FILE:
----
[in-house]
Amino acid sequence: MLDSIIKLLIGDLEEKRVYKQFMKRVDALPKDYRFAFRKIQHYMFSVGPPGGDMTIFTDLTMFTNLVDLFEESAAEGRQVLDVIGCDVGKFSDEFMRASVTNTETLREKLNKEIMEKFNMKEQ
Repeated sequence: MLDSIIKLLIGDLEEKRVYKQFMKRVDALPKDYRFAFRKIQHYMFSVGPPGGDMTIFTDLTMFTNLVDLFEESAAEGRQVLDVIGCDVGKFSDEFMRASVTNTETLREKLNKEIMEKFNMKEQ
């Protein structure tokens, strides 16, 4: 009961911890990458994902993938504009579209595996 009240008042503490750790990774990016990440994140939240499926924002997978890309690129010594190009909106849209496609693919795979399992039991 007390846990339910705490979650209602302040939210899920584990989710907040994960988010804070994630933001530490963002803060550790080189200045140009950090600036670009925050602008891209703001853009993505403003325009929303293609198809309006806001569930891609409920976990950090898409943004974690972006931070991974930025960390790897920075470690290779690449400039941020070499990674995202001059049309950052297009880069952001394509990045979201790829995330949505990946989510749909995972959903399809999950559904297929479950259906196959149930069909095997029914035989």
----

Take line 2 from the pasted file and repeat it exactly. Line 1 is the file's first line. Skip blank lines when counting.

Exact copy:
Amino acid sequence: MLDSIIKLLIGDLEEKRVYKQFMKRVDALPKDYRFAFRKIQHYMFSVGPPGGDMTIFTDLTMFTNLVDLFEESAAEGRQVLDVIGCDVGKFSDEFMRASVTNTETLREKLNKEIMEKFNMKEQ